Jack Black, Dustin Hoffman, Angelina Jolie, Ian McShane, Jackie Chan, Seth Rogen, Lucy Liu, David Cross, Randall Duk Kim, James Hong, Dan Fogler, Michael Clarke Duncan, Wayne Knight
Mark Osborne, John Stevenson
Running Time:
92 min.
PG for sequences of martial arts action.

DreamWorks is known for animated entertainment that attracts both youngsters and their parents. Kung Fu Panda certainly had a little something for everyone.
Kung Fu Panda follows the adventures of a portly panda named Po (Jack Black) as he attempts to find his destiny as the legendary Dragon Warrior.

Po is the unlikely child of a duck (James Hong), and he longs to escape his "destiny" as a great soup chef. With an opportunity to meet his heroes the Furious Five (he has all the action figures), he attempts to skip out on his duties in order to attend the naming of the Dragon Warrior. His father makes Po take a soup cart to the palace, which sits atop a tremendous number of stone steps.

In a funny sequence, Po ends up face-first on the floor of the courtyard with the enigmatic ancient turtle Oogway (Randall Duk Kim) decreeing that Po, and not Tigress (Angelina Jolie) is the new Dragon Warrior.

The Furious Five turn against him which ultimately forces Shifu (Dustin Hoffman) to teach Po how to become a true kung fu master.

The film features the vocal talents of a number of well-known actors and actresses. Jack Black takes the lead with Po. Dustin Hoffman gives a strong performance as Shifu, Ian McShane lends his voice to Tai Lung, and Jackie Chan gave Monkey his voice, Seth Rogen speaks for Mantis, Lucy Liu hissed as Viper and David Cross plays Crane, and Angelina Jolie is hard to recognize audibly as Tigress.

The underlying story of seeking inner peace and finding the Dragon Warrior in each of us provides a bit of meat to chew on in an otherwise light film.

My eight year old son thoroughly enjoyed the film at a free showing at my college campus and is anxiously awaiting the DVD release for another opportunity to enjoy the movie.

To be released November 9, 2008 on DVD and Blu-Ray
It is a marvelous, mommy-ful life!

Wednesday, October 8, 2008

Sunday's View - Differences

dif·fer·ent /ˈdɪf ər ənt, ˈdɪf rənt/
not alike in character or quality; differing; dissimilar: The two are different.

not identical; separate or distinct: three different answers.

various; several: Different people told me the same story.

not ordinary; unusual.
[Origin: 1350–1400; ME < AF < L different- (s. of differéns), prp. of differre.

Different doesn’t have to mean bad. We have a tendency to vilify differences in others. It is a difficult thing to remain open minded and accepting when you have strong convictions of your own.

Over the years I have come to realize that things that make us different can be strengths rather than weaknesses. My husband tends to view things in very literal black and white terms, while I can see those gray areas and enjoy thinking outside the box. This pronounced difference in the way we view the world can cause conflicts and make things lively when we have discussions. After those discussions we can form a united perspective that is a marriage of the two views, a compromise in the middle ground.

Though I have used an example from my marriage as an illustration, the ability to accept and embrace differences is an important life skill used in the workplace, in community groups and at home. As a mom, the ability to see and celebrate the differences in my children rather than comparing them to one another prevents a lot of sibling resentment. No one wants to live in the shadow of a superstar sibling while their own special – different – talents go unsung.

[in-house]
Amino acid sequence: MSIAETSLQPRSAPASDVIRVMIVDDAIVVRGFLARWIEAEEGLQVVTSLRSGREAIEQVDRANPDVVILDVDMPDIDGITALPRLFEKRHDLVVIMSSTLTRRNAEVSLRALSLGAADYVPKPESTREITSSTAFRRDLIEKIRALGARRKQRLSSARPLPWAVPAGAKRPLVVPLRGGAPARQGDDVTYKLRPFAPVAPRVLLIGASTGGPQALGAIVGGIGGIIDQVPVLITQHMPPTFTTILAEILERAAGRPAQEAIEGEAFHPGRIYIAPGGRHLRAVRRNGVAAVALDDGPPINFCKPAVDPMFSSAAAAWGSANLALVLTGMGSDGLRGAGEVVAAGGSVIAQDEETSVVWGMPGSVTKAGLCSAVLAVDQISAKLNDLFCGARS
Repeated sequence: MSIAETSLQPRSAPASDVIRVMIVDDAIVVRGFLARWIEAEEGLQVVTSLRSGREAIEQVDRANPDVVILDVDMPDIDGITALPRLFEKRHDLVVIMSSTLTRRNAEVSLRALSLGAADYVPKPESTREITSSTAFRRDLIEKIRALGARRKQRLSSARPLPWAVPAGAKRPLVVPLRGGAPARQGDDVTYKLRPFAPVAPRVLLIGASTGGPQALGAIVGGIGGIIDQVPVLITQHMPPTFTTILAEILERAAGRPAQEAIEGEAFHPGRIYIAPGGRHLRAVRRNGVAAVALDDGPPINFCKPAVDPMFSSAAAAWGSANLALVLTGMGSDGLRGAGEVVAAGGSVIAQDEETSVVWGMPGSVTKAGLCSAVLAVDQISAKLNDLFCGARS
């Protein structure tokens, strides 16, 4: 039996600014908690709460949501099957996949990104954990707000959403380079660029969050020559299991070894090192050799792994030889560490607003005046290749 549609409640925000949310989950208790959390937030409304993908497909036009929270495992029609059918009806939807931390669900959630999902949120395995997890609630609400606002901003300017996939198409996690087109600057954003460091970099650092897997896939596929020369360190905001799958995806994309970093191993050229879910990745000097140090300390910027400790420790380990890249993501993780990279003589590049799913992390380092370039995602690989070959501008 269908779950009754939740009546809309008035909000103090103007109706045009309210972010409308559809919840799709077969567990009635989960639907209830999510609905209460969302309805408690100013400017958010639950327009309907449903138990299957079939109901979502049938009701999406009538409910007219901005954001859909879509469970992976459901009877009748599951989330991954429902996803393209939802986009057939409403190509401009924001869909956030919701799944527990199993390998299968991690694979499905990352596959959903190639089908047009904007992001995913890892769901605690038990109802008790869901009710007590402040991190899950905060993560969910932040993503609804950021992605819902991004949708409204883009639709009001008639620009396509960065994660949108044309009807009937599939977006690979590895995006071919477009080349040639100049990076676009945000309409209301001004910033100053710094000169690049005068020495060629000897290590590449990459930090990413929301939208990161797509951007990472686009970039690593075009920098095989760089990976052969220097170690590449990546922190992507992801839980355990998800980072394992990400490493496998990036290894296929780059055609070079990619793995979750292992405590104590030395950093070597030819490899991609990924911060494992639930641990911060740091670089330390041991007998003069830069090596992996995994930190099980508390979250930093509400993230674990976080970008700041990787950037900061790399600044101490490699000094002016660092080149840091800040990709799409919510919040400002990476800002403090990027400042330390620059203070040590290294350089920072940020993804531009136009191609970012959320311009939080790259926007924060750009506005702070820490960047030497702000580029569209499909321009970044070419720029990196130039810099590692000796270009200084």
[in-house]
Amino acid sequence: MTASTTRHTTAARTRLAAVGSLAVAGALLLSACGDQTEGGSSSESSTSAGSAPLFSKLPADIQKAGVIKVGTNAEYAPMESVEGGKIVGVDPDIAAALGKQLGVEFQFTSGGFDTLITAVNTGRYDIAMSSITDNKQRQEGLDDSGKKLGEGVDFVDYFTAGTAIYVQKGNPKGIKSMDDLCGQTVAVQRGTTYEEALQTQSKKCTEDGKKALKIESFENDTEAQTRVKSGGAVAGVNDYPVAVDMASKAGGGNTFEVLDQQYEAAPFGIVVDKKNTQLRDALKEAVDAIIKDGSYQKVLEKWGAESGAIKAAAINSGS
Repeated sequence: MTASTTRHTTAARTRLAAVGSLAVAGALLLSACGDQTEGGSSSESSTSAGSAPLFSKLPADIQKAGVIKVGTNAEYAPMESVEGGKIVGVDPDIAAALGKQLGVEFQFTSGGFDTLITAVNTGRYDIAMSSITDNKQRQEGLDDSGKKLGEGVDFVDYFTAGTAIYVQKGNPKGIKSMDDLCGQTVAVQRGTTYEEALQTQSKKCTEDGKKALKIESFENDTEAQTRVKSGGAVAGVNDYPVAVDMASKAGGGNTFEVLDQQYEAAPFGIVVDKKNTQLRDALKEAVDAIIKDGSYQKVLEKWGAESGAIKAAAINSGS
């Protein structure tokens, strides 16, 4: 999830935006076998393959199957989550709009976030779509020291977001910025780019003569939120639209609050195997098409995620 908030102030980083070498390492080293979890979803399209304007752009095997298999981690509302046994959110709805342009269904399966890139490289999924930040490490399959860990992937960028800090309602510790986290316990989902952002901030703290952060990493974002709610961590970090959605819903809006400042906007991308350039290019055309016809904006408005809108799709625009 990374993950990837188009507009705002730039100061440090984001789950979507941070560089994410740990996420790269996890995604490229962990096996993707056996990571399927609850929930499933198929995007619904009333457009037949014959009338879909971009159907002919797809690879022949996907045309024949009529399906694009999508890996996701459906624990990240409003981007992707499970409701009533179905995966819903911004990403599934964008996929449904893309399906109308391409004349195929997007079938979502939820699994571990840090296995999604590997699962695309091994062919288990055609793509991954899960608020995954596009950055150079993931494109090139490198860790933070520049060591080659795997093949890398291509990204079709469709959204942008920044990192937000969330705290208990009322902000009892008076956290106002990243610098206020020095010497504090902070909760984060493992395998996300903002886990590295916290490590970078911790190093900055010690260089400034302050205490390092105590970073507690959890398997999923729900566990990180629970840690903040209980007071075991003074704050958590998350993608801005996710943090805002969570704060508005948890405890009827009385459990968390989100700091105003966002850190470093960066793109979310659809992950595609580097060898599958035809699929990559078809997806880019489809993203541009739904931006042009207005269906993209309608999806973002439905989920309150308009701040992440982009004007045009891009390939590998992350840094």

These pretty pumpkins were captured on film while my youngest son and I enjoyed the fall festivities at Matthys Farm Market in South Bend. It was a grand time! We had the opportunity to tour the petting zoo, take a hayride, select a pumpkin, shop at the farm market and eat an elephant ear. My eight year old son was awed by his first experience with an elephant ear…good stuff. He might even want to have another one sometime, especially now that he knows they aren’t really ears at all! I am just in awe of the fact that he was willing to try it when he was worried about the whole ear thing=)

Live simply, Love generously, Care deeply, Speak kindly, trust in Your Creator and have a wonder-full day. It is a marvelous, mommy-ful life!

Wednesday, October 1, 2008

50 Most Powerful Blogs....what I like and why

As you know I occasionally have to bow to an assignment for this blog. This time we are taking a look at the “50 Most Powerful Blogs”

We were supposed to pick our three favorites and tell why we were drawn to them.

Favorite # 1 Chez Pim
I love this blog! Pim chronicles her travels and gives recipes and cooking advice and shares a lot of pictures. I have a passion for travel and I am always seeking new recipes to try out on my hubby and kids.

Favorite #2 Chocolate and Zuchini
I took French in high school and then in college. I was drawn to this blog because it promised more recipes to try and I came back because it delivered recipes and also a glimpse into French life.

Favorite #3 TMZ
Shame on me…guilty pleasure of celebrity gossip. I know it is wrong, but I can’t help it. I want to know all those nitty gritty details of the lives of my favorite celebs.

So go on, check out my faves and check out the whole list!!

It is a marvelous, mommy-ful life!

Welcome and Greetings - Intro. Post

This blog was born out of a requirement for one of my English courses…W315 – Writing for the Web. I hope you will join me as I chronicle my juggling act as a mom, wife, college student, full time employee, aspiring author, etc. I will regale you with - the highs and lows; trials, tribulations and triumphs; some favorite, well-loved recipes, and anecdotes from my crazy busy life juggling all those roles.

I have been a wife for nearly 18 years and have been a mother for 17 years. Working outside the home for the majority of those years, I am an old hand at juggling the demands and busy-ness of life as a working mom.

In 2006 I added another iron to the fire and returned to college to obtain a degree. Just this year I faced the challenge of seeing my oldest child off to school away from home. My first little one has flown the nest. My middle child, a band geek of huge proportions, has marching band practice and scads of homework nearly everyday, my youngest child, still in elementary school, needs a lot of homework help and supervision. In addition, I decided to add writing for the college newspaper to my routine. So far, so good and thank God for my very patient and supportive husband.

It is a marvelous, mommy-ful life!